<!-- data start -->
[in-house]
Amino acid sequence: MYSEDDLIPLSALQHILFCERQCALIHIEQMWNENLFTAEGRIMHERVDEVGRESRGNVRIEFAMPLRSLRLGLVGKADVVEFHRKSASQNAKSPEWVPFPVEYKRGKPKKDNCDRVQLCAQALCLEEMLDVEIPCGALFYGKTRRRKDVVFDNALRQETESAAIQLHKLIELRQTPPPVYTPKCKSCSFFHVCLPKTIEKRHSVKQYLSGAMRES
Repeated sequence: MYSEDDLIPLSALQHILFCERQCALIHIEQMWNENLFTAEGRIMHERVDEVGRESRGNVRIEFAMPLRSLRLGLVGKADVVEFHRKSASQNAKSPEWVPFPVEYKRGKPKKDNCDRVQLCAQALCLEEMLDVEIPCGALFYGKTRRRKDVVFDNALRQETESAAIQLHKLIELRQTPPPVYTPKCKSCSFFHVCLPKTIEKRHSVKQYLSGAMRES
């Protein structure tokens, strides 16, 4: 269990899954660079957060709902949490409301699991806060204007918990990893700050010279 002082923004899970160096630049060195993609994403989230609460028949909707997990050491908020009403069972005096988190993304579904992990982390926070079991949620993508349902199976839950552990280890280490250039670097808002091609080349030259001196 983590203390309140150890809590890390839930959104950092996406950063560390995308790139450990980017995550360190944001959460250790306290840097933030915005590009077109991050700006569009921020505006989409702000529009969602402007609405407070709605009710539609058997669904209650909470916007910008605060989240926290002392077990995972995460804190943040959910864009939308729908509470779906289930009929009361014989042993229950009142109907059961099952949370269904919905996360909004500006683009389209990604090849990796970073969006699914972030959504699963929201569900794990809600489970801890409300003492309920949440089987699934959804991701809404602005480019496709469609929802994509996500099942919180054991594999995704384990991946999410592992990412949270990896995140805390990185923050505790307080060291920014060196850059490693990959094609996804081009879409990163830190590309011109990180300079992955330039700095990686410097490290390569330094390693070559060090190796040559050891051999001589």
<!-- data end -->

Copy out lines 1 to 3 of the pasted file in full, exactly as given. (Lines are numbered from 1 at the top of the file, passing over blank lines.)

[in-house]
Amino acid sequence: MYSEDDLIPLSALQHILFCERQCALIHIEQMWNENLFTAEGRIMHERVDEVGRESRGNVRIEFAMPLRSLRLGLVGKADVVEFHRKSASQNAKSPEWVPFPVEYKRGKPKKDNCDRVQLCAQALCLEEMLDVEIPCGALFYGKTRRRKDVVFDNALRQETESAAIQLHKLIELRQTPPPVYTPKCKSCSFFHVCLPKTIEKRHSVKQYLSGAMRES
Repeated sequence: MYSEDDLIPLSALQHILFCERQCALIHIEQMWNENLFTAEGRIMHERVDEVGRESRGNVRIEFAMPLRSLRLGLVGKADVVEFHRKSASQNAKSPEWVPFPVEYKRGKPKKDNCDRVQLCAQALCLEEMLDVEIPCGALFYGKTRRRKDVVFDNALRQETESAAIQLHKLIELRQTPPPVYTPKCKSCSFFHVCLPKTIEKRHSVKQYLSGAMRES